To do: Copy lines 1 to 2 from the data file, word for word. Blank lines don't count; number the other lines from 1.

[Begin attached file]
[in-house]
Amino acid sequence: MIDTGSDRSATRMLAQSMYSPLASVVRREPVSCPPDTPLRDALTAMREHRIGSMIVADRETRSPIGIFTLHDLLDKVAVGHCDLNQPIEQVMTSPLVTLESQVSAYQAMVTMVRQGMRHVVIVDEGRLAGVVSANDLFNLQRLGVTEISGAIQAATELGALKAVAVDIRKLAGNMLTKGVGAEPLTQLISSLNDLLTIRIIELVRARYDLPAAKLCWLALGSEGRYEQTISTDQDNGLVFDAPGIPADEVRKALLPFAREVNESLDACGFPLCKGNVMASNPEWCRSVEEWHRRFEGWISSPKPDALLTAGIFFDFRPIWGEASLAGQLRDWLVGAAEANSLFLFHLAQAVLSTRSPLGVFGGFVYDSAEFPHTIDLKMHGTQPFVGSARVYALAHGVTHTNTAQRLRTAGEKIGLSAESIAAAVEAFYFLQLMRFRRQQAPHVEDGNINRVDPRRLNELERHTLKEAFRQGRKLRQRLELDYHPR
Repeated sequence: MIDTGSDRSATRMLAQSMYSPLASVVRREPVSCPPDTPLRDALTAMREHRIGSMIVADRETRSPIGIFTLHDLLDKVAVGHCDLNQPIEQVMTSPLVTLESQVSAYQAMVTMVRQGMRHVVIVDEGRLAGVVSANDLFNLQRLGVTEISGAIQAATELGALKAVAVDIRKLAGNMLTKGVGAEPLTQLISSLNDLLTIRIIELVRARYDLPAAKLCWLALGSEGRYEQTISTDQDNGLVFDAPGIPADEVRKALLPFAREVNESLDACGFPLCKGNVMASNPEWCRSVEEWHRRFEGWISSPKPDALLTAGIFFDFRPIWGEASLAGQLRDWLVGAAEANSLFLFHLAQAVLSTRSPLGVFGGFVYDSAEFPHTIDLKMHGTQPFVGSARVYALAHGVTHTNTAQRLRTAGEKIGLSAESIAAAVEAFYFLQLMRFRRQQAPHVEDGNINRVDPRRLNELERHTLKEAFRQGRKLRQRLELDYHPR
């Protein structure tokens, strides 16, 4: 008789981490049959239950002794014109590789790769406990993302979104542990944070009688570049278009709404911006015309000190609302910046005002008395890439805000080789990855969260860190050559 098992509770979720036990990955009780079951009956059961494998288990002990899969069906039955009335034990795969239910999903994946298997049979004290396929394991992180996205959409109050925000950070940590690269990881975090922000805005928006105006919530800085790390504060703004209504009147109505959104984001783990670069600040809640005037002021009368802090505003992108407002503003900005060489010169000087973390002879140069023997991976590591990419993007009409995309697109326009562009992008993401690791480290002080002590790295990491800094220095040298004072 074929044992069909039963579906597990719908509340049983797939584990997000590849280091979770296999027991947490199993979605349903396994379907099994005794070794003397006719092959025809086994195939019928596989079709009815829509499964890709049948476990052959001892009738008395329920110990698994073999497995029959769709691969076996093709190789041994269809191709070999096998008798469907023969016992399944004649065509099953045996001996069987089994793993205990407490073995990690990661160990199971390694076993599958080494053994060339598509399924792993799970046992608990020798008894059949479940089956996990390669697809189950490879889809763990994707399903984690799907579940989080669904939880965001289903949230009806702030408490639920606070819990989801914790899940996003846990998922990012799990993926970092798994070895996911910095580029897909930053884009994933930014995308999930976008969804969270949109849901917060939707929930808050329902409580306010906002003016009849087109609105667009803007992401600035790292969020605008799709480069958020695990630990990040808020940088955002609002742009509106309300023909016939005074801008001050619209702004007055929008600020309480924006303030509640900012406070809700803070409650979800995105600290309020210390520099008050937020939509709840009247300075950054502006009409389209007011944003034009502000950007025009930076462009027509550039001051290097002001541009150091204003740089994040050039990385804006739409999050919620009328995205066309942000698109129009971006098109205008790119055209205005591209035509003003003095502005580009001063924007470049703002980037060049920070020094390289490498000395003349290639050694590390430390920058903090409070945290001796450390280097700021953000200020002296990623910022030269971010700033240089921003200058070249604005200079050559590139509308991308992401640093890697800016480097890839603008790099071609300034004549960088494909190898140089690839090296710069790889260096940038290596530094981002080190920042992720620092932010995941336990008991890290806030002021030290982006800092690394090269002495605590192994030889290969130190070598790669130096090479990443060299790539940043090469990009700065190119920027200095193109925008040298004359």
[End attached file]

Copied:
[in-house]
Amino acid sequence: MIDTGSDRSATRMLAQSMYSPLASVVRREPVSCPPDTPLRDALTAMREHRIGSMIVADRETRSPIGIFTLHDLLDKVAVGHCDLNQPIEQVMTSPLVTLESQVSAYQAMVTMVRQGMRHVVIVDEGRLAGVVSANDLFNLQRLGVTEISGAIQAATELGALKAVAVDIRKLAGNMLTKGVGAEPLTQLISSLNDLLTIRIIELVRARYDLPAAKLCWLALGSEGRYEQTISTDQDNGLVFDAPGIPADEVRKALLPFAREVNESLDACGFPLCKGNVMASNPEWCRSVEEWHRRFEGWISSPKPDALLTAGIFFDFRPIWGEASLAGQLRDWLVGAAEANSLFLFHLAQAVLSTRSPLGVFGGFVYDSAEFPHTIDLKMHGTQPFVGSARVYALAHGVTHTNTAQRLRTAGEKIGLSAESIAAAVEAFYFLQLMRFRRQQAPHVEDGNINRVDPRRLNELERHTLKEAFRQGRKLRQRLELDYHPR